With each repurposing of San Jose’s Studio Theatre building since its closing as a movie theatre about a decade ago, a little more of the original architecture is painted, chipped, or jackhammered away. This time, the changes are more drastic than ever. On site observation by this writer early this morning revealed that all traces of the auditorium’s decorative scheme are now gone. News had been afloat that the long progression of nightclub tenants that had used the former theatre since its closure to movies was going to end. Following its forced closure as Club WET due to a series of violent incidents involving patrons, this change of occupancy has been welcomed.
The new use for the former theatre is to be a gymnasium, featuring a labyrinthine series of climbing walls. All auditorium walls, ceiling, and the former stadium seating section in back have been removed, exposing structural concrete and steel joists. Attached to the original shell is a vast spiderweb of new steel; a twisting, turning skeleton upon which–according to the foreman spoken to this morning–plywood surfaces will be laid, and adjustable hand and toe-holds will be fastened for rock climbing enthusiasts. This structure extends from the floor all the way up to the underside of the lofty roof. The designer for the steel structure is an area metal sculptor of note, and a reception will soon be held in the building so that people can see the steel frame before it is covered in wood.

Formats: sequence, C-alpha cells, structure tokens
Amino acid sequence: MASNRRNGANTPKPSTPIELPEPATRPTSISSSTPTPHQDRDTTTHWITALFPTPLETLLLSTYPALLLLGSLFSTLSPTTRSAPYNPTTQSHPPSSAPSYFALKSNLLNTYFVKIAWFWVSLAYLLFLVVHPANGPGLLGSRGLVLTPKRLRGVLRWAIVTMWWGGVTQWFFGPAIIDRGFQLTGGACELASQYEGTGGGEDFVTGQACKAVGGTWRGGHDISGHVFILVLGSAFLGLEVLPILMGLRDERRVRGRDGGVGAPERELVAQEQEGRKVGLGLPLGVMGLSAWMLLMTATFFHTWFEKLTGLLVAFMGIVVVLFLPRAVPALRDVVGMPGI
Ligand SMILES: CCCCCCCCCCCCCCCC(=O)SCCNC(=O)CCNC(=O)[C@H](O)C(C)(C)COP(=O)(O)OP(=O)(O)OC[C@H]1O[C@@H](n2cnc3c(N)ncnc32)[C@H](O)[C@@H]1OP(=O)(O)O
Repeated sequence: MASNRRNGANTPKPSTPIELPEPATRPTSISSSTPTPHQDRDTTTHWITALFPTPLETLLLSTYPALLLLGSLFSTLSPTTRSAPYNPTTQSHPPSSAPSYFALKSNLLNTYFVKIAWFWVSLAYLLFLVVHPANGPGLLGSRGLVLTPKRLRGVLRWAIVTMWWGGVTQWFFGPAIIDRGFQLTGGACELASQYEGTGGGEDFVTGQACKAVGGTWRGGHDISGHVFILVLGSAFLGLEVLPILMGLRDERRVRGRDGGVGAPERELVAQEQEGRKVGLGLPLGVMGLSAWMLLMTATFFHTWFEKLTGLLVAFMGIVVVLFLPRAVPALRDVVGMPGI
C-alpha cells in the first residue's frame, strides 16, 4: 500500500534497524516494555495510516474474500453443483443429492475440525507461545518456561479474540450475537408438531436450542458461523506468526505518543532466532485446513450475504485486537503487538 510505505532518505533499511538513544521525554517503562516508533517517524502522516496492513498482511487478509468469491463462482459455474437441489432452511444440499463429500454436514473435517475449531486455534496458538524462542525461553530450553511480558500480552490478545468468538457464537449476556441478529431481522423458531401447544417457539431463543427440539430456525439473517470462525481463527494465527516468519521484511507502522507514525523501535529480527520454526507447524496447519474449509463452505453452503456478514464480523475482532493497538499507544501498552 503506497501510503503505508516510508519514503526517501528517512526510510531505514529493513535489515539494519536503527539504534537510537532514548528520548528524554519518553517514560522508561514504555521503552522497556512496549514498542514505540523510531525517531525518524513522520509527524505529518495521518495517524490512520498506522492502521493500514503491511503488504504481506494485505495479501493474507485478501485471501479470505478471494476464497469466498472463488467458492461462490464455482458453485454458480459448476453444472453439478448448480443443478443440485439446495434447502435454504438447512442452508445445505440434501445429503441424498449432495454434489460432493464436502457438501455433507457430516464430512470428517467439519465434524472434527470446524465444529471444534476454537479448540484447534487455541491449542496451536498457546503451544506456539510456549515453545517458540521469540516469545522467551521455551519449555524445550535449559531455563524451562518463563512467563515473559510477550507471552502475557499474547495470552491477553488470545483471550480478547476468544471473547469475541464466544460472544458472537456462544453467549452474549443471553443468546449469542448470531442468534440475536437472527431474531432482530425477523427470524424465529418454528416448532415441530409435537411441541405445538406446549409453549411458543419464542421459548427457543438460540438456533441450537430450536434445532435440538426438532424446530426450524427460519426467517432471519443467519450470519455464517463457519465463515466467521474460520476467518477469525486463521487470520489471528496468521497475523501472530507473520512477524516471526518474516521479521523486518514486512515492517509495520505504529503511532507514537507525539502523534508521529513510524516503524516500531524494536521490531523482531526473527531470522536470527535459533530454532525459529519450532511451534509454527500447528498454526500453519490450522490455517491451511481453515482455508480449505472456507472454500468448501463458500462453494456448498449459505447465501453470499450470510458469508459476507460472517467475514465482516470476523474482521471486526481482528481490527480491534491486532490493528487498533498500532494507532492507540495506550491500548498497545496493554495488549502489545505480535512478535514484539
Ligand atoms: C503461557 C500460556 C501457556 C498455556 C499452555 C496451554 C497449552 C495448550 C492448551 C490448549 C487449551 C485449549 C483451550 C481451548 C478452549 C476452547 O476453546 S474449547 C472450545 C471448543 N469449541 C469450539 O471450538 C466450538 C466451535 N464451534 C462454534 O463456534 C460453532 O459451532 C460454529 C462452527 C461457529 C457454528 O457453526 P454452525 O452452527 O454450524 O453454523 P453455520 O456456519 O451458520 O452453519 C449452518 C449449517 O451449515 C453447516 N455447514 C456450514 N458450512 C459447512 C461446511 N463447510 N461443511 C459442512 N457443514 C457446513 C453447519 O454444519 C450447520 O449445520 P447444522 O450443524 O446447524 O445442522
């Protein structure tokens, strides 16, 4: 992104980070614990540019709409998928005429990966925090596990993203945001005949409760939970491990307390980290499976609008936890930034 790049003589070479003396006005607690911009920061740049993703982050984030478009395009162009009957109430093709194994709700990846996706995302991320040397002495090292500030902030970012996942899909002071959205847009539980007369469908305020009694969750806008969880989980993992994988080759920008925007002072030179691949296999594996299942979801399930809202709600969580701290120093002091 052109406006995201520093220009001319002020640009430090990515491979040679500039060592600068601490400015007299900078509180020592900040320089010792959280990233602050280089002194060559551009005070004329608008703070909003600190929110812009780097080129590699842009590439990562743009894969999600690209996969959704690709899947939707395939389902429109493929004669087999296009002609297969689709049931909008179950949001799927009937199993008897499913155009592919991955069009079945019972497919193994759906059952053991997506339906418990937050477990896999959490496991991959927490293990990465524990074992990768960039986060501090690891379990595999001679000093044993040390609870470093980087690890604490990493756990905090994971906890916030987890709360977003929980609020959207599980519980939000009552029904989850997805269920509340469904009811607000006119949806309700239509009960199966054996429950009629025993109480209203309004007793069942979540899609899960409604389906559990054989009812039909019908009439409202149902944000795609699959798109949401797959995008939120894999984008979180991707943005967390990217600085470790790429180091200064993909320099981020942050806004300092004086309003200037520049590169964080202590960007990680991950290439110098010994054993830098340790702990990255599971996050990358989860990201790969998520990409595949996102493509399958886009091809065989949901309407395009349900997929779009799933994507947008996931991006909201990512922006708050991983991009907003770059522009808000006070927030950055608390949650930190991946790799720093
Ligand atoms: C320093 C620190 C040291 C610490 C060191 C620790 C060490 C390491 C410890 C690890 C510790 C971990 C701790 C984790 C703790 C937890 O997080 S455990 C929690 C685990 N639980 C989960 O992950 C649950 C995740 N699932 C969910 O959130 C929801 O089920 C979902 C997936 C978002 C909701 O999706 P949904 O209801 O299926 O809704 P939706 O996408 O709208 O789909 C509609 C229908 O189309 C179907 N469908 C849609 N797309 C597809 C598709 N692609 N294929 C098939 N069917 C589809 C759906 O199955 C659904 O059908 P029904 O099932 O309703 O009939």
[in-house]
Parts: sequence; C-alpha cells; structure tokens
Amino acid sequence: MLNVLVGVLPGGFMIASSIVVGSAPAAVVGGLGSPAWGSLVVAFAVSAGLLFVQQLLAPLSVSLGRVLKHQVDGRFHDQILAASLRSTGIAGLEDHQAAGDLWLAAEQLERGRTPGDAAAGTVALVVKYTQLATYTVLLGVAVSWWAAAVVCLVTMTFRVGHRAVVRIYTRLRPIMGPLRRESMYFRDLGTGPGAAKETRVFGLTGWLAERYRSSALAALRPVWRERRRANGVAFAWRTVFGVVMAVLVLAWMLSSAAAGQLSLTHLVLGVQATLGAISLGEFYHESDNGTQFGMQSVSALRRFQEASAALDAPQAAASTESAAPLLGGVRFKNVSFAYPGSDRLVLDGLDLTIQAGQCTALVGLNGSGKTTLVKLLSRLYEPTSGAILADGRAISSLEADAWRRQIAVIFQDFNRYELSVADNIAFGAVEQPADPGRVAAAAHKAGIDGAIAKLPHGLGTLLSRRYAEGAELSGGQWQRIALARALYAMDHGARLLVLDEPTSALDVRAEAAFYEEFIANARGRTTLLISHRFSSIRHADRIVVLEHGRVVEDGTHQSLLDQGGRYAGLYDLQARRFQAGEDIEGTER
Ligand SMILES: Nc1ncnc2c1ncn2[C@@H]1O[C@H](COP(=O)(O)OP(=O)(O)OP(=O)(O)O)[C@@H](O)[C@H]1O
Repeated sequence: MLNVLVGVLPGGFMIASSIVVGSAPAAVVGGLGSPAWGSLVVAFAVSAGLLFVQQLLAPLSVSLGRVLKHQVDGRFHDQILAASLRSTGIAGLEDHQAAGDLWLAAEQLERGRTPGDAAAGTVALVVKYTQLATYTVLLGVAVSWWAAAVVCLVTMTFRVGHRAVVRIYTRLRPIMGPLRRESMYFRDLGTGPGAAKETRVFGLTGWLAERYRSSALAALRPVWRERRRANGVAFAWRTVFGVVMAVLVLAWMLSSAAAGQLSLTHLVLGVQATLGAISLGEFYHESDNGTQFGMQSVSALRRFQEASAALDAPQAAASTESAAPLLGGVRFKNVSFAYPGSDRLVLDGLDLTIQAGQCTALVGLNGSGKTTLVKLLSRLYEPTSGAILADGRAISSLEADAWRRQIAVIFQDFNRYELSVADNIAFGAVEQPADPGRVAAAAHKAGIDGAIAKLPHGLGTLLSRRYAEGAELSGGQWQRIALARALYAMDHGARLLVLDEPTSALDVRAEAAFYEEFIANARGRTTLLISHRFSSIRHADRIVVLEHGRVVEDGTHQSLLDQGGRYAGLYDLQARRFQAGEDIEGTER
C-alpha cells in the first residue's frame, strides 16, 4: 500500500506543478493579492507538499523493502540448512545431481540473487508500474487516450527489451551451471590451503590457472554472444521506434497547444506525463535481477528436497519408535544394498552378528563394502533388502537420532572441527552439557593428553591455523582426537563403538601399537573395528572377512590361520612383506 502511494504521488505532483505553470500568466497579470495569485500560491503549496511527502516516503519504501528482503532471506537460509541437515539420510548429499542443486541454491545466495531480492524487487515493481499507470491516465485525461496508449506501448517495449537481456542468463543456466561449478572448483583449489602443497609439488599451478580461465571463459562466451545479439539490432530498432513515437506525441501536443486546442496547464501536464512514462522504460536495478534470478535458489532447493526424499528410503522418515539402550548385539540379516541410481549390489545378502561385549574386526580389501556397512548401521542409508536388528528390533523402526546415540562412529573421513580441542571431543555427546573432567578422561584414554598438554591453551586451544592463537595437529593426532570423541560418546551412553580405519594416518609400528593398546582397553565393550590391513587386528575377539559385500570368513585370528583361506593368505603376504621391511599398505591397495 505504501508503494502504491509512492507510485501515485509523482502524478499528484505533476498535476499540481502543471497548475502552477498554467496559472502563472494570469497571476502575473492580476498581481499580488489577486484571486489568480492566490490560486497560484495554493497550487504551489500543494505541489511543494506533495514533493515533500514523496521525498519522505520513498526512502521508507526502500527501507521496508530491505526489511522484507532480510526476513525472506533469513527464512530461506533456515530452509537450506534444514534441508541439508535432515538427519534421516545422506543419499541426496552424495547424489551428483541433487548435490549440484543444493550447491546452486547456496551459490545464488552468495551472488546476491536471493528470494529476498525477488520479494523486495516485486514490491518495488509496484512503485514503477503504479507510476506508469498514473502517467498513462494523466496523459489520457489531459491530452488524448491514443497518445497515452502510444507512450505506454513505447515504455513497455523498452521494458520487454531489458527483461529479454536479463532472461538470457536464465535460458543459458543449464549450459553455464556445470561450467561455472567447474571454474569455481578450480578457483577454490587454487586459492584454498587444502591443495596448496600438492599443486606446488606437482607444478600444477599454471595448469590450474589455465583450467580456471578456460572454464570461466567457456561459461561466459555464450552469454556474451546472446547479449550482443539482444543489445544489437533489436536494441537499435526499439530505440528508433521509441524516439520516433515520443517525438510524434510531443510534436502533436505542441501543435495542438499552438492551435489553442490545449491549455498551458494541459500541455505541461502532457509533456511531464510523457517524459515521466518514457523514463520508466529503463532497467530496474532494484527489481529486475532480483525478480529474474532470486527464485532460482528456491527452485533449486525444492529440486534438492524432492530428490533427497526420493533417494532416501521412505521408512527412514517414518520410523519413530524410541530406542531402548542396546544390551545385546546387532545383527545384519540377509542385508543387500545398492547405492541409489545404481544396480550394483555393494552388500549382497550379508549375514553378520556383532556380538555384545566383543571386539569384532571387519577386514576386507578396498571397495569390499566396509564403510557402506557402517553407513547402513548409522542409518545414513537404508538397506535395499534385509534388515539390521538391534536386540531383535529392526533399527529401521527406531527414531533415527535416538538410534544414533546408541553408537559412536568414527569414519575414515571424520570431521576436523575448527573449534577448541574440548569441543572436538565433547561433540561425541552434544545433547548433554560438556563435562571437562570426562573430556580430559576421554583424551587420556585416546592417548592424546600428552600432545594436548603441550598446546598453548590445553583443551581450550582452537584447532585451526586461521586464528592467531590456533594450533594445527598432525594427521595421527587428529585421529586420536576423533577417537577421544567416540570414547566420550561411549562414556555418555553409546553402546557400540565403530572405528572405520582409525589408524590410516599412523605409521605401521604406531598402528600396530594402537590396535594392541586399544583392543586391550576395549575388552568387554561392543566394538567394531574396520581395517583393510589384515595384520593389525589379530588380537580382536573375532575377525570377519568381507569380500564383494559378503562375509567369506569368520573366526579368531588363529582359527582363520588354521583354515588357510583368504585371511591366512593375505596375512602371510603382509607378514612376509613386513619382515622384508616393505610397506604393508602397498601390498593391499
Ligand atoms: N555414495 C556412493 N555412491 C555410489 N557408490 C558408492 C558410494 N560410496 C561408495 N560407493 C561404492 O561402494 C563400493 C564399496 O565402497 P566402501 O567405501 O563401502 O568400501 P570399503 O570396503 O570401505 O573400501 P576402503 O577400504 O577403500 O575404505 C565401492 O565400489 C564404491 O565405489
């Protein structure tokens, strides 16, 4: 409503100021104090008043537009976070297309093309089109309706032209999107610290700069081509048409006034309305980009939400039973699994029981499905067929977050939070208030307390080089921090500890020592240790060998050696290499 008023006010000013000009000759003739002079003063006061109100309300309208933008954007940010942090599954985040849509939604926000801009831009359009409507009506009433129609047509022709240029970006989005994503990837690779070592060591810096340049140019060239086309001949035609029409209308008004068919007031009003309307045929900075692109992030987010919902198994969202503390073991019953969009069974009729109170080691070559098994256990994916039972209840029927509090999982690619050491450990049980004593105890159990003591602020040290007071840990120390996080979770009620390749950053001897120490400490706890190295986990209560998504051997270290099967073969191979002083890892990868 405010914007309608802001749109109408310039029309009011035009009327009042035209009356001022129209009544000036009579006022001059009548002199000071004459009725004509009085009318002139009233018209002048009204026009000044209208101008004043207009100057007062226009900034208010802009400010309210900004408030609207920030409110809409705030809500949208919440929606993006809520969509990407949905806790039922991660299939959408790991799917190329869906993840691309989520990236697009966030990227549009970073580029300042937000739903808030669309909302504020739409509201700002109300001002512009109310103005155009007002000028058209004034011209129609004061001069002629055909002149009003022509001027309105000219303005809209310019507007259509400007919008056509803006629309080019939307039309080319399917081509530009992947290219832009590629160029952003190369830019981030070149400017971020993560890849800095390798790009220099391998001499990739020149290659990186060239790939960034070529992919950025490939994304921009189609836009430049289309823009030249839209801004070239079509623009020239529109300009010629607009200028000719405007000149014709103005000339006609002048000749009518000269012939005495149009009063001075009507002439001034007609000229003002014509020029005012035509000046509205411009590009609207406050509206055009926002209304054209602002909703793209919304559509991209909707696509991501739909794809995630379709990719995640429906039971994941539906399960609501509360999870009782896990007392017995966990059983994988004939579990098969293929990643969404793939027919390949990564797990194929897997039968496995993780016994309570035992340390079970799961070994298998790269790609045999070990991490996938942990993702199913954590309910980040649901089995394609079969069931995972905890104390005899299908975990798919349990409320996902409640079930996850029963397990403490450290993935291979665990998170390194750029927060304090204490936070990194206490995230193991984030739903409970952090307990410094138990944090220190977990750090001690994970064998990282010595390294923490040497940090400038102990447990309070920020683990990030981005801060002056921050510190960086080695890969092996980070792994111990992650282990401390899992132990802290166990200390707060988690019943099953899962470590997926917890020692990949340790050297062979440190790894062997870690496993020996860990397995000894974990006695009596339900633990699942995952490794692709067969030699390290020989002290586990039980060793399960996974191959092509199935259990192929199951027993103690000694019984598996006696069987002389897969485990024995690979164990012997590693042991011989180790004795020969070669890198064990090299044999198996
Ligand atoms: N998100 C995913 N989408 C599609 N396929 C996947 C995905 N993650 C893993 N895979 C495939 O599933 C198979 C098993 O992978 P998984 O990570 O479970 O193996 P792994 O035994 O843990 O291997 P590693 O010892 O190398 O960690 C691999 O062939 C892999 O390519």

At this point, it looks as if the exterior of the theatre and the lobby will remain largely unchanged, save for expected painting and accessories. The curved lobby walls and ceiling coves–together with cast plaster “Copycat Skouras” foliate ornament in the passages leading to the former auditorium–survive, and seem to be earmarked for retention.
BACKGROUND: The Streamline Moderne Studio was built by independent exhibitor Richard Borg, opening in 1950 at the lower end of the South First Street theatre district, at the corner of San Salvador St. It occupied half of a piece of property originally intended for the construction in 1930 of a new 1,500-seat theatre by United Artists (see MARQUEE, Vol. 43, No. 2, Second Quarter, 2011, P. 20). The United Artists Theatre was never built, likely due to the worsening of the Depression. The Studio had 900 seats, and was designed by prolific architects Alexander and McKenzie Cantin. The Studio remained a first-run venue for many years, until the inevitable competition from suburban theatres ate into its bottom line. In 1973-’74, adult films were shown. Second-run triple features were then tried, followed by many successful years of exhibiting Spanish-language product. Double features of mainstream Hollywood fare took over in the early 1990s, and it was during that time that I made the drawing of the interior, shown below. The features that day were the unlikely pairing of “Menace 2 Society,” and “Free Willy.” The last feature shown at the Studio was a premiere screening of an independent film as part of Cinequest, San Jose’s film festival. Whether or not the new gymnasium will see fit to turn-on the Studio’s signature magenta and white neon vertical sign remains to be seen.
The Studio was not included on the 2008 THS Conclave because by that point, though much of the interior remained structurally intact, it had been repainted in dark colors, and was largely obscured by lighting trusses and other equipment and furnishings.